123

In Linux I can create a SHA1 password hash using sha1pass mypassword. Is there a similar command line tool which lets me create sha512 hashes? Same question for Bcrypt and PBKDF2.

3
  • Don't you mean sha1sum?
    – user16144
    Commented Oct 17, 2012 at 18:43
  • 1
    @Tichodroma no, there is actually a sha1pass command, part of the syslinux-common package on Debian.
    – derobert
    Commented Oct 17, 2012 at 18:44
  • 2
    There's a sha512sum command that's part of coreutils, and similarly openssl sha512 -- but neither does the extra stuff that sha1pass does. Commented Oct 17, 2012 at 20:37

13 Answers 13

99

On any of the Red Hat distros such as Fedora, CentOS, or RHEL the command mkpasswd doesn't include the same set of switches as the version typically included with Debian/Ubuntu.

NOTE: The command mkpasswd is actually part of the expect package, and should probably be avoided. You can find out what package it belongs to with either of these commands.

$ yum whatprovides "*/mkpasswd"
-or-
$ repoquery -q --file */mkpasswd

Example

$ repoquery -q --file */mkpasswd
expect-0:5.43.0-8.el5.x86_64
expect-0:5.43.0-8.el5.i386

Both of these methods are superior to using rpm since the packages do not have to be installed to locate */mkpasswd.

Workarounds

To work around this you can use the following Python or Perl one-liners to generate SHA-512 passwords. Take note that these are salted:

Python (>= 3.3)

$ python -c 'import crypt,getpass; print(crypt.crypt(getpass.getpass(), crypt.mksalt(crypt.METHOD_SHA512)))'

-or scripted-

$ python -c 'import crypt; print(crypt.crypt("somesecret", crypt.mksalt(crypt.METHOD_SHA512)))'

Python (2.x or 3.x)

$ python -c "import crypt, getpass, pwd; \
             print(crypt.crypt('password', '\$6\$saltsalt\$'))"

$6$saltsalt$qFmFH.bQmmtXzyBY0s9v7Oicd2z4XSIecDzlB5KiA2/jctKu9YterLp8wwnSq.qc.eoxqOmSuNp2xS0ktL3nh/

Note: $6$ designates sha512. Support for this method of specifying the algorithm is dependent on support in OS level crypt(3) library function (usually in libcrypt). It is not dependent on python version.

Perl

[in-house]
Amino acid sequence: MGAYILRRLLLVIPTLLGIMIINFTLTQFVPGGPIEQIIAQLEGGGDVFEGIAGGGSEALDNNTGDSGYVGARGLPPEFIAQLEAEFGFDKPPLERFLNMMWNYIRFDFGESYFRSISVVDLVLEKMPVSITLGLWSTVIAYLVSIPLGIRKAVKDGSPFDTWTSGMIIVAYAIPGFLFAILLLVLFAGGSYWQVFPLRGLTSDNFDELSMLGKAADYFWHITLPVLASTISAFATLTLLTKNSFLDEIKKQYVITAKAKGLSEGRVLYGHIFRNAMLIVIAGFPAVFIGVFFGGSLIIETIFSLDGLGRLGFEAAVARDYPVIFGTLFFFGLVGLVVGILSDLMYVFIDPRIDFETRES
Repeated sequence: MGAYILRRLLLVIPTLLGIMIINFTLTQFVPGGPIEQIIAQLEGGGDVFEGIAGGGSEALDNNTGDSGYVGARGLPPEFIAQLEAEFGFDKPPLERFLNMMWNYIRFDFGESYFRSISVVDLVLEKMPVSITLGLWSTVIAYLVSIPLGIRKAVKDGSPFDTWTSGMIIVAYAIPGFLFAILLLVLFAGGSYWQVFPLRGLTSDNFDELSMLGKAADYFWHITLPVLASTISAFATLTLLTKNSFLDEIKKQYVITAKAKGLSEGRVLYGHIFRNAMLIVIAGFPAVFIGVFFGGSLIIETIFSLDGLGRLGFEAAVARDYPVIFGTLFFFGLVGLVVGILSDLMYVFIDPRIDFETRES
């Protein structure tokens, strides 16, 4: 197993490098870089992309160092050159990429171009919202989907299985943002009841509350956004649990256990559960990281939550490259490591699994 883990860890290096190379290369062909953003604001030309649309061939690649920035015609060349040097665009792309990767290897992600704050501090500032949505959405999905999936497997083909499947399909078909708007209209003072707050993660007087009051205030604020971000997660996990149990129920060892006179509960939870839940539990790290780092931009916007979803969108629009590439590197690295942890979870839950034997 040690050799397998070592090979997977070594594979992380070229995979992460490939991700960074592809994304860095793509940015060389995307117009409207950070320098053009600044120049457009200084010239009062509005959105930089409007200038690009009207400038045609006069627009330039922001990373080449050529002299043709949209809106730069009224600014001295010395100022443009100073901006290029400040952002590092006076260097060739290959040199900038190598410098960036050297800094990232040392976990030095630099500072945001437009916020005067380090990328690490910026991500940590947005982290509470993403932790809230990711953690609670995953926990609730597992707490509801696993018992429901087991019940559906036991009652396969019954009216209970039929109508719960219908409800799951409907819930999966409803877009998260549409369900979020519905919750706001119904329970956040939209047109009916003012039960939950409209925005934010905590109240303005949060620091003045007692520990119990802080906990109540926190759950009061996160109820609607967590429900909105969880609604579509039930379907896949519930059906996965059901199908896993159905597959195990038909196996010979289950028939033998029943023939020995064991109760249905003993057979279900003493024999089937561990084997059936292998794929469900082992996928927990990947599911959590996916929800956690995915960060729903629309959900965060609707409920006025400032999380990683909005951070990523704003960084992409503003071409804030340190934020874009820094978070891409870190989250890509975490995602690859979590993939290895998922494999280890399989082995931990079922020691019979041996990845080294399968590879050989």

$ perl -e 'print crypt("password","\$6\$saltsalt\$") . "\n"'
$6$saltsalt$qFmFH.bQmmtXzyBY0s9v7Oicd2z4XSIecDzlB5KiA2/jctKu9YterLp8wwnSq.qc.eoxqOmSuNp2xS0ktL3nh/

In these examples the password is the string "password" and the salt is "saltsalt". Both examples are using $6$ which denotes that you want crypt to use SHA-512.

12
  • 3
    For the python one-liner, you can use crypt.mksalt(crypt.METHOD_SHA512) to generate the salt instead of using a fixed one.
    – Jake Cobb
    Commented Aug 26, 2014 at 0:15
  • 2
    @JakeCobb crypt.mksalt is only available in Python 3.x Commented Sep 24, 2014 at 7:41
  • 3
    Before typing a clear-text password at the command line make sure you have "ignorespace" set in HISTCONTROL (i.e., do this first on CentOS/RHEL: echo 'export HISTCONTROL="ignoredups:ignorespace"' > /etc/profile.d/histcontrol.sh && source /etc/profile.d/histcontrol.sh). Otherwise, it'll get saved in your ~/.bash_history.
    – Patrick
    Commented Dec 3, 2014 at 19:38
  • 4
    the perl (and presumably the python) use the system function "crypt". So they aren't portable, they require a crypt function that understands the requested hash type. The OSX crypt doesn't - it just gives me back an old-style DES-encrypted string.
    – Dan Pritts
    Commented Apr 13, 2016 at 21:13
  • 1
    @RiccardoMurri I have Python 2.7.5 and have access to crypt.mksalt on CentOS 7.1
    – user12345
    Commented Jul 16, 2016 at 22:09